The 10th Annual Montreal International Black Film Festival (MIBFF) kicks off today and we have your complete festival guide. This year’s festival is exhibiting a wide variety of narrative, documentary, and short films from around the globe and even includes a special visit from visionary director Spike Lee. We’ve curated our five favourite festival picks below:
(Boris Lojkine, France, 2013, French w/ English Subs)
September 23, 7pm, Cinéma Impérial ($25)
The opening film, Hope, by Boris Lojkine is bound to be one of the most talked about films of the festival. It has already caught international attention by winning the SACD award for best screenplay at Cannes’ Semaine de la Critique. Hope is a steadfast portrayal of young man Léonard’s migration from Cameroon to Europe. His trek across the Sahara Desert is interrupted when he rescues Hope, a Nigerian woman, and they attempt to connect with each other amidst the hostile conditions. Hope is, indeed, a moving tale of the power of the human spirit and the perfect film to open the MIBFF festival.
Tribute to Spike Lee + Da Sweet Blood of Jesus
(Spike Lee, USA, 2014, English)
September 24, 7pm, Cinéma Impérial ($40)
Spike Lee, a revolutionary director, producer, and screenwriter, has descended upon Montreal for this year’s festival. At this special event, the MIBFF will award Lee with the inaugural “Pioneer Award” in recognition of his magnificent achievements in the arena of Modern Black Cinema. This special event will culminate in the Canadian premiere of Lee’s newest Kickstarter-funded film Da Sweet Blood of Jesus, a horror comedy about “human beings who are addicted to blood.” This “funny, sexy and bloody” film (in the words of Lee himself) will be followed by a Q&A with the acclaimed director.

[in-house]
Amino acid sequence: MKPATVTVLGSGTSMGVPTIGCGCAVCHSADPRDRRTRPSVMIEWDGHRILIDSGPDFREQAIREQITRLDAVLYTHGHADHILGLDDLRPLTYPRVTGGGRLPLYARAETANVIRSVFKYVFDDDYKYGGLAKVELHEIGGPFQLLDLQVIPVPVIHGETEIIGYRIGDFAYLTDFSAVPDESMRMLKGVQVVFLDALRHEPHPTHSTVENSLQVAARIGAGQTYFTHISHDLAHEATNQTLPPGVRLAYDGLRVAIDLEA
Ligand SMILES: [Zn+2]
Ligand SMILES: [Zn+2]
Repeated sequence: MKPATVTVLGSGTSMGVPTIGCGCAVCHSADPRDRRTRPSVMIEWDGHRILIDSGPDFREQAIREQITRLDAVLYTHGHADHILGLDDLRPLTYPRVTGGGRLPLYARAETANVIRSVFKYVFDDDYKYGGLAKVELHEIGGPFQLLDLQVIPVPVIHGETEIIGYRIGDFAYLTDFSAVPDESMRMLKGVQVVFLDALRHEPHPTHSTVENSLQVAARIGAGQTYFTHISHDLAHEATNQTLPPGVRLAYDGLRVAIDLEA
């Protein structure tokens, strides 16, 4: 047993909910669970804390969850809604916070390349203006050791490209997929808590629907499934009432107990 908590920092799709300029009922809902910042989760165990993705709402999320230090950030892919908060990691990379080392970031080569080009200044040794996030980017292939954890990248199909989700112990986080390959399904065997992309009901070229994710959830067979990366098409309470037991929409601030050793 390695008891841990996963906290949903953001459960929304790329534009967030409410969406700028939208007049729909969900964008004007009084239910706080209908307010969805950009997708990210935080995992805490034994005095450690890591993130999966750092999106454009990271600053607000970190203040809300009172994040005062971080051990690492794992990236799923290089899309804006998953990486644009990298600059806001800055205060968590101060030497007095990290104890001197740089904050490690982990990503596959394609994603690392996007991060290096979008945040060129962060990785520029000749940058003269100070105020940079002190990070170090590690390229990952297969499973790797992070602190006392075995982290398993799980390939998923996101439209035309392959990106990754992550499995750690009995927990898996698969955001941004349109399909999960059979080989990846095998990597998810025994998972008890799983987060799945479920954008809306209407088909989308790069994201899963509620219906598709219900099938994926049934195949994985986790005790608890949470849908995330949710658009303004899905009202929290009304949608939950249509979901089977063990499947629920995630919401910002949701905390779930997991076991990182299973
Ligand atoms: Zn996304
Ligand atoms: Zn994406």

Fire in the Blood
(Dylan Mohan Gray, India, 2013, English w/ English Subs)
September 25, 9pm, Cinéplex Odéon du Quartier Latin ($10)
This riveting documentary explores the devastating tale of how Western pharmaceutical companies intentionally prevented low-cost anti-AIDS drugs from reaching Africa and other parts of the global south during the late 1990s. This dehumanizing blockade resulted in over ten million needless deaths from untreated cases of HIV/AIDS, but was also met with an inspirational fight back. This story (as of yet untold) will certainly become an impassioned talking point for this year’s festival-goers.
Movie Talk Jollywood: Haïti Optimist
(Étudiants de Ciné Institute, Haïti, 2014, Creole & French w/ English Subs)
September 26, 9pm, Former NFB Cinema ($10)
If Haïtian cinema interests you (and why wouldn’t it?), be sure to check out this collection of narrative shorts by the students of Ciné Institute, Haïti’s only film school. You may recognize them from one of their recent projects – the Reflektor music video for Montreal’s own Arcade Fire. This evening of shorts will be followed by a discussion with David Belle, the founder of Ciné Institute.
Half of a Yellow Sun
(Biyi Bandele, UK/Nigeria, 2013, English w/ French Subs)
September 28, 7pm, Grande Bibliothèque ($25)
This year’s closing film is based on a 2006 novel of the same name by Nigerian author Chimamanda Ngozi Adichie. Half of a Yellow Sun chronicles two sisters, Olanna and Kainene, as they navigate through the horrors of the 1967-70 Nigerian Civil War. Premiering at the 2013 Toronto International Film Festival, this film was described by critic Rasha Salti as “a chilling, lucid, and emotionally gripping drama from contemporary Nigerian cinema, and a film that honours the fearless intelligence and strength of the country’s women.”
Buy your tickets in advance on the Montreal International Black Film Festival website. All photo credits to MIBFF.